Climate change is already harming Americans’ health, a report released Wednesday by the Medical Society Consortium on Climate & Health, which represents more than half of the country’s doctors, found.
“Climate change is already causing problems in communities in every region of our nation, and from a doctor’s perspective, it’s harming our health,” said the consortium.
The report pointed out that Americans may not be aware of health harms attributed to climate change, which is backed up by a 2014 study by Yale University and George Mason University. Few Americans are aware that some groups, such as children, the elderly or the poor, are more susceptible to harm associated to climate change. The 2014 study also found only one in four Americans can name one way climate change can harm a person’s health.
“Most Americans understand that climate change is real and are concerned about it,” the doctors said in the report. “But most still see climate change as a faraway threat, in both time and place, and as something that threatens the future of polar bears but not necessarily people.”
How Climate Change Harms Americans
Harms caused by climate change include heat-related sickness, worsening chronic illnesses, injuries and deaths from weather events, air pollution, infectious diseases spread by mosquitoes and ticks, illnesses from contaminated food and water and mental health problems, the consortium said.
“Public health professionals know this too, because they’re seeing increasing rates of health problems associated with climate change in their communities,” the report said.
Climate change can harm the health of any American, especially children, pregnant women, the elderly, the poor, student athletes and those with chronic illnesses and allergies.
For example, heat illnesses are a leading cause of death and disability for young athletes, with about 9,000 high school athletes treated for heat-related illnesses annually. Climate change can also cause droughts and wildfires, which can lead to heart attacks, respiratory infections and asthma.
The report comes after 2016 was officially declared the hottest year on record by NASA, the National Oceanic and Atmospheric Administration ( NOAA ) and the World Meteorological Organization ( WMO ). Last year’s record surpassed 2015 and 2014 numbers, making it the third consecutive year of record-breaking numbers.
Global warming also heightens the risk of diseases via mosquitoes and ticks.
“Across the country, doctors are seeing more patients struck ill by serious diseases like Lyme disease and West Nile fever,” Dr. Nitin Damle, President of the American College of Physicians (ACP) said in the report. “Because of the changing climate and the spread of vectors, we expect that Americans will continue to face new diseases and familiar diseases in new places.”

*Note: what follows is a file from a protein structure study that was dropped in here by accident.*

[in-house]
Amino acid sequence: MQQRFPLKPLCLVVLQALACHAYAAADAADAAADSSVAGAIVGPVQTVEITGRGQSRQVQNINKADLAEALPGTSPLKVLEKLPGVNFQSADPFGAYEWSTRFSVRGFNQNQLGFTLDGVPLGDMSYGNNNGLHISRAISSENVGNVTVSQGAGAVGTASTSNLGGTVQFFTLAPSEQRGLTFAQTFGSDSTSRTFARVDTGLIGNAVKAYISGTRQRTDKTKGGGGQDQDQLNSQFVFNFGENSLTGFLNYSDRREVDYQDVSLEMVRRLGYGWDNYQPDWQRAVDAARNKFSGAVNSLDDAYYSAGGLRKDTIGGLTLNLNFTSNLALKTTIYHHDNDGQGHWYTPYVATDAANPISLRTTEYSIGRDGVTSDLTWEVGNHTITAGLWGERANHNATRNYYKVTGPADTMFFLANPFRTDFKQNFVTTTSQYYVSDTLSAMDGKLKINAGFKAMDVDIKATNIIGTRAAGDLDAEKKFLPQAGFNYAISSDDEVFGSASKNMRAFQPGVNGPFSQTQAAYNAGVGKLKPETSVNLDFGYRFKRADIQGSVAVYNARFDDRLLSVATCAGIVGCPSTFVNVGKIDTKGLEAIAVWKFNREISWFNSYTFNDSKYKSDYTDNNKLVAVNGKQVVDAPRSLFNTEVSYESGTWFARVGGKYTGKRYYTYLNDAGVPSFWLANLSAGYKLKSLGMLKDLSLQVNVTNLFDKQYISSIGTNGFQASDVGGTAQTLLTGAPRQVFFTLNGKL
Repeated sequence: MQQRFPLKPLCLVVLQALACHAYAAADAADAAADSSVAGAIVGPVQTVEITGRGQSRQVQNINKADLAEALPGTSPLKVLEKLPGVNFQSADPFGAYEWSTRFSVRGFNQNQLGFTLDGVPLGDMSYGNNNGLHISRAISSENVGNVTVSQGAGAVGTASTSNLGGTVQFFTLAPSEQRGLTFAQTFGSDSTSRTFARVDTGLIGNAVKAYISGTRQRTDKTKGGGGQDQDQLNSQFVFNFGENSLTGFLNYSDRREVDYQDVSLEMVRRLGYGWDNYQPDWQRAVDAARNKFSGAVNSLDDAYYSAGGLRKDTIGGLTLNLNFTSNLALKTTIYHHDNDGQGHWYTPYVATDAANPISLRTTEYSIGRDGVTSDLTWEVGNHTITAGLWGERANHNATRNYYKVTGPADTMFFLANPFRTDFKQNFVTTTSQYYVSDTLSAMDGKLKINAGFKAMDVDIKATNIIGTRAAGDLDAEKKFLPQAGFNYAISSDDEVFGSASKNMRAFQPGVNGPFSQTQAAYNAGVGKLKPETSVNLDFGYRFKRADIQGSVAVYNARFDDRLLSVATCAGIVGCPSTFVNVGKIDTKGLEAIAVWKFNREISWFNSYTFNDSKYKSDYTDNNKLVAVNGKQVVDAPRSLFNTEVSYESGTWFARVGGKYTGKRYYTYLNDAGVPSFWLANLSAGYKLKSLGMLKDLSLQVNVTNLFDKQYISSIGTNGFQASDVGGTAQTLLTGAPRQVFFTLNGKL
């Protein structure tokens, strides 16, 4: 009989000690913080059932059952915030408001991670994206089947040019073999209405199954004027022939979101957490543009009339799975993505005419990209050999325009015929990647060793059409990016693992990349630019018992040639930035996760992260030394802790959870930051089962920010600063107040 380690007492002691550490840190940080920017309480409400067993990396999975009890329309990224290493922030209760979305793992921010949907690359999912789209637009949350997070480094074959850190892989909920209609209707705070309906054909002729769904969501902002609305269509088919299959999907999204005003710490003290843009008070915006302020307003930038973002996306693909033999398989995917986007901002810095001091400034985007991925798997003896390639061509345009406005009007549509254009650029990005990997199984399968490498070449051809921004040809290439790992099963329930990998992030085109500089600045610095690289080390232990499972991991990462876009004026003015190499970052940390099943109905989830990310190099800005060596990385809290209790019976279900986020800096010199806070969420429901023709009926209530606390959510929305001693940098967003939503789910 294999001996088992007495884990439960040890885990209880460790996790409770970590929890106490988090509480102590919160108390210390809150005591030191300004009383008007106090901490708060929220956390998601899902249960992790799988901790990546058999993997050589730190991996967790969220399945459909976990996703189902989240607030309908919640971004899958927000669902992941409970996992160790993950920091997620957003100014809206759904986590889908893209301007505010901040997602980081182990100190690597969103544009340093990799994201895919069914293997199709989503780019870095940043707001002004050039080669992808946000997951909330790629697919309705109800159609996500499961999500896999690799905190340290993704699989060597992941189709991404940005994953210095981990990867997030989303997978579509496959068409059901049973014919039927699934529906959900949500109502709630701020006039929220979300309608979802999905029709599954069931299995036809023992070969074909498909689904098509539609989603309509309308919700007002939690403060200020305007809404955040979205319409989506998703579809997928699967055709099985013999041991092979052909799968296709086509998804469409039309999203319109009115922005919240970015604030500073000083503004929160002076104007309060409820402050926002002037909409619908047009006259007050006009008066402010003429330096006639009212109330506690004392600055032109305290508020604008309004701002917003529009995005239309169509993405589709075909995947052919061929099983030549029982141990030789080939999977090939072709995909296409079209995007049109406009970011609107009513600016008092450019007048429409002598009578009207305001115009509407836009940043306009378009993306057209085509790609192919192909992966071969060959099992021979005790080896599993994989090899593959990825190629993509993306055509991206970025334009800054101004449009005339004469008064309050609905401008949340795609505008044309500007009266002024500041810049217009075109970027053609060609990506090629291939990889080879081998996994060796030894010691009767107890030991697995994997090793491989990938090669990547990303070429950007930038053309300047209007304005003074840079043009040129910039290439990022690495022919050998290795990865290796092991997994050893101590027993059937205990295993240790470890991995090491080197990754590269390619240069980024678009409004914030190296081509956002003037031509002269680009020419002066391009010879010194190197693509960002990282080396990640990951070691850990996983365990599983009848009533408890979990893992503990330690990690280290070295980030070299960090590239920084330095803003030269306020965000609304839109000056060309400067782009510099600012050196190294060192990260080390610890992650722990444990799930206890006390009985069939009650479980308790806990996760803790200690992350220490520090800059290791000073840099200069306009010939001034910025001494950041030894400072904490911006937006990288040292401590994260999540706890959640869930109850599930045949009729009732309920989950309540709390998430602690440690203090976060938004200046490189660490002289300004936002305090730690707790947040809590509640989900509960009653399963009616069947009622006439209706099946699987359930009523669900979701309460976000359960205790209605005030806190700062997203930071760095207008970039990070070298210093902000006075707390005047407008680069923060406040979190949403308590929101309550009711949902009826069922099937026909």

Last December, researchers from the University of Liverpool said the weather phenomenon El Niño and climate change fueled the spread of the Zika virus in South America, which has been linked to birth defects and neurological complications, like microcephaly. Thousands of Zika cases have been reported in the U.S. and U.S. territories, including Puerto Rico, according to the Centers for Disease Control and Prevention.
The consortium mapped out how health is affected across regions in the country:
Taking Action On Climate Change
The doctors say the most important action to protect Americans’ health is to reduce heat-trapping pollution by decreasing energy waste and transitioning to clean renewable energy, which could help clean up our air and water.
“Unless we take concerted action, these harms to our health are going to get much worse,” the consortium said. “The sooner we take action, the more harm we can prevent, and the more we can protect the health of all Americans.”
President Donald Trump has denied climate change and previously said it was a “hoax” invented by the Chinese. Meanwhile, the Environmental Protection Agency Administrator Scott Pruitt said last week he does not believe carbon dioxide emissions are a primary contributor to climate change, while scientific evidence suggests otherwise.
However, the majority of American people say environmental regulations are worth the cost, a December 2016 Pew Research Center survey found. Fifty-nine percent of Americans say stricter environmental laws and regulations are worth it, while 34 percent say laws would affect jobs and hurt the economy.